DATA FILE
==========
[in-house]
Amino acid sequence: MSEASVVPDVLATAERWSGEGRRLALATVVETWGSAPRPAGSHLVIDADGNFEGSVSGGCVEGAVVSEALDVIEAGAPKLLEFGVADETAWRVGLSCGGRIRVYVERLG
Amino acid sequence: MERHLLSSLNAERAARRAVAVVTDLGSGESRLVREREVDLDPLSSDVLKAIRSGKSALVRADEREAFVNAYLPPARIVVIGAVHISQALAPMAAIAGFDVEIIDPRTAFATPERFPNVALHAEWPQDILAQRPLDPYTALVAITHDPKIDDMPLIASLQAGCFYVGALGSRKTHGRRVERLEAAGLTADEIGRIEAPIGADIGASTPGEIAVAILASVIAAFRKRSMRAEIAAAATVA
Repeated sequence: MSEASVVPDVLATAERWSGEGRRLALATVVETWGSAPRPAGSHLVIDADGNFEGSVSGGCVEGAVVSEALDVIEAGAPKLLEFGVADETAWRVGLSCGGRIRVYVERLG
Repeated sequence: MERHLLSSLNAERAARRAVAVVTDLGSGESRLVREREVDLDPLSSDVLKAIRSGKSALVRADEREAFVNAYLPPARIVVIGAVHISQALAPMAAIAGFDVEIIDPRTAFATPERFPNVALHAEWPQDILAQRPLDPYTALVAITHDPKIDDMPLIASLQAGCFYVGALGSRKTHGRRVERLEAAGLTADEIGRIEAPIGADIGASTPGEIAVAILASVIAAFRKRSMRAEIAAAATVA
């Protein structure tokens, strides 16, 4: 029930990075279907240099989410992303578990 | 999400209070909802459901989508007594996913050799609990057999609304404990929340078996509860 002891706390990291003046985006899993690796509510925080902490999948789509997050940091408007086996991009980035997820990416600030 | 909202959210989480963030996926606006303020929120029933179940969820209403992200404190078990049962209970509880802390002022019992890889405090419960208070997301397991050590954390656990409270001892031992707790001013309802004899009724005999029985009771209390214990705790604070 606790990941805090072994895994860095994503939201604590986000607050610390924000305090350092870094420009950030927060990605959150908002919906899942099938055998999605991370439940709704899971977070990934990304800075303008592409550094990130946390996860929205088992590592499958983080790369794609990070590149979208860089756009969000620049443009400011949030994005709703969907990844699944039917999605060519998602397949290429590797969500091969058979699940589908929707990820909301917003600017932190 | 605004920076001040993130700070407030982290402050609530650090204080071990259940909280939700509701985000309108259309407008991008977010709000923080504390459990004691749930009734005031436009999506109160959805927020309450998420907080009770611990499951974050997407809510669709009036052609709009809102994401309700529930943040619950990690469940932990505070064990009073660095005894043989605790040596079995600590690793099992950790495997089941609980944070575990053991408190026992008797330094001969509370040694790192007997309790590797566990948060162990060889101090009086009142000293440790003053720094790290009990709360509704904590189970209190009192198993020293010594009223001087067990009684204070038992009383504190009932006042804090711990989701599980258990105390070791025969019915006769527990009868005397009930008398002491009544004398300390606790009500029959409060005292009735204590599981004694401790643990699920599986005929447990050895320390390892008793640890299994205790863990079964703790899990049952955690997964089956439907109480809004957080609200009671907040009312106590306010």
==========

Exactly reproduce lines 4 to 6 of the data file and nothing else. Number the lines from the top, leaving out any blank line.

Repeated sequence: MSEASVVPDVLATAERWSGEGRRLALATVVETWGSAPRPAGSHLVIDADGNFEGSVSGGCVEGAVVSEALDVIEAGAPKLLEFGVADETAWRVGLSCGGRIRVYVERLG
Repeated sequence: MERHLLSSLNAERAARRAVAVVTDLGSGESRLVREREVDLDPLSSDVLKAIRSGKSALVRADEREAFVNAYLPPARIVVIGAVHISQALAPMAAIAGFDVEIIDPRTAFATPERFPNVALHAEWPQDILAQRPLDPYTALVAITHDPKIDDMPLIASLQAGCFYVGALGSRKTHGRRVERLEAAGLTADEIGRIEAPIGADIGASTPGEIAVAILASVIAAFRKRSMRAEIAAAATVA
């Protein structure tokens, strides 16, 4: 029930990075279907240099989410992303578990 | 999400209070909802459901989508007594996913050799609990057999609304404990929340078996509860 002891706390990291003046985006899993690796509510925080902490999948789509997050940091408007086996991009980035997820990416600030 | 909202959210989480963030996926606006303020929120029933179940969820209403992200404190078990049962209970509880802390002022019992890889405090419960208070997301397991050590954390656990409270001892031992707790001013309802004899009724005999029985009771209390214990705790604070 606790990941805090072994895994860095994503939201604590986000607050610390924000305090350092870094420009950030927060990605959150908002919906899942099938055998999605991370439940709704899971977070990934990304800075303008592409550094990130946390996860929205088992590592499958983080790369794609990070590149979208860089756009969000620049443009400011949030994005709703969907990844699944039917999605060519998602397949290429590797969500091969058979699940589908929707990820909301917003600017932190 | 605004920076001040993130700070407030982290402050609530650090204080071990259940909280939700509701985000309108259309407008991008977010709000923080504390459990004691749930009734005031436009999506109160959805927020309450998420907080009770611990499951974050997407809510669709009036052609709009809102994401309700529930943040619950990690469940932990505070064990009073660095005894043989605790040596079995600590690793099992950790495997089941609980944070575990053991408190026992008797330094001969509370040694790192007997309790590797566990948060162990060889101090009086009142000293440790003053720094790290009990709360509704904590189970209190009192198993020293010594009223001087067990009684204070038992009383504190009932006042804090711990989701599980258990105390070791025969019915006769527990009868005397009930008398002491009544004398300390606790009500029959409060005292009735204590599981004694401790643990699920599986005929447990050895320390390892008793640890299994205790863990079964703790899990049952955690997964089956439907109480809004957080609200009671907040009312106590306010």